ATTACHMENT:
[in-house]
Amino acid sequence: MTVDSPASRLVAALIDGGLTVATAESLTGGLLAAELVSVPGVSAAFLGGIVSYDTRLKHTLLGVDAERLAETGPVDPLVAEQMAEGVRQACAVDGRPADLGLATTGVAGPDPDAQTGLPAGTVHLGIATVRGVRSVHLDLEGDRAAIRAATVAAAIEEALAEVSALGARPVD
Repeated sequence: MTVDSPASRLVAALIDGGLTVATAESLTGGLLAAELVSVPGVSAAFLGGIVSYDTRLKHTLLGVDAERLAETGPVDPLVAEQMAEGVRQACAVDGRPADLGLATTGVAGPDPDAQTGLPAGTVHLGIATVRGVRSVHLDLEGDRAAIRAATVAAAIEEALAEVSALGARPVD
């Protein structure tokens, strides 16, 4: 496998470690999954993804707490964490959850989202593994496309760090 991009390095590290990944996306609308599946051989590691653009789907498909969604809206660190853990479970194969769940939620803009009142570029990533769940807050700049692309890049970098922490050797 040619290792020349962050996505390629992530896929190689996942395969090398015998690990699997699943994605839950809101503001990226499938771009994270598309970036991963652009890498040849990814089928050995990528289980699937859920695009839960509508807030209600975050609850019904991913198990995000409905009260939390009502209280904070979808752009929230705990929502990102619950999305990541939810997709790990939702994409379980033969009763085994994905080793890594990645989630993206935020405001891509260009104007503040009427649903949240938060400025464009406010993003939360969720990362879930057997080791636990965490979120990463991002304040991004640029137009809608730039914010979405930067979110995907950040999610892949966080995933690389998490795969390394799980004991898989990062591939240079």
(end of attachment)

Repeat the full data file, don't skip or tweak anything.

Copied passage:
[in-house]
Amino acid sequence: MTVDSPASRLVAALIDGGLTVATAESLTGGLLAAELVSVPGVSAAFLGGIVSYDTRLKHTLLGVDAERLAETGPVDPLVAEQMAEGVRQACAVDGRPADLGLATTGVAGPDPDAQTGLPAGTVHLGIATVRGVRSVHLDLEGDRAAIRAATVAAAIEEALAEVSALGARPVD
Repeated sequence: MTVDSPASRLVAALIDGGLTVATAESLTGGLLAAELVSVPGVSAAFLGGIVSYDTRLKHTLLGVDAERLAETGPVDPLVAEQMAEGVRQACAVDGRPADLGLATTGVAGPDPDAQTGLPAGTVHLGIATVRGVRSVHLDLEGDRAAIRAATVAAAIEEALAEVSALGARPVD
């Protein structure tokens, strides 16, 4: 496998470690999954993804707490964490959850989202593994496309760090 991009390095590290990944996306609308599946051989590691653009789907498909969604809206660190853990479970194969769940939620803009009142570029990533769940807050700049692309890049970098922490050797 040619290792020349962050996505390629992530896929190689996942395969090398015998690990699997699943994605839950809101503001990226499938771009994270598309970036991963652009890498040849990814089928050995990528289980699937859920695009839960509508807030209600975050609850019904991913198990995000409905009260939390009502209280904070979808752009929230705990929502990102619950999305990541939810997709790990939702994409379980033969009763085994994905080793890594990645989630993206935020405001891509260009104007503040009427649903949240938060400025464009406010993003939360969720990362879930057997080791636990965490979120990463991002304040991004640029137009809608730039914010979405930067979110995907950040999610892949966080995933690389998490795969390394799980004991898989990062591939240079």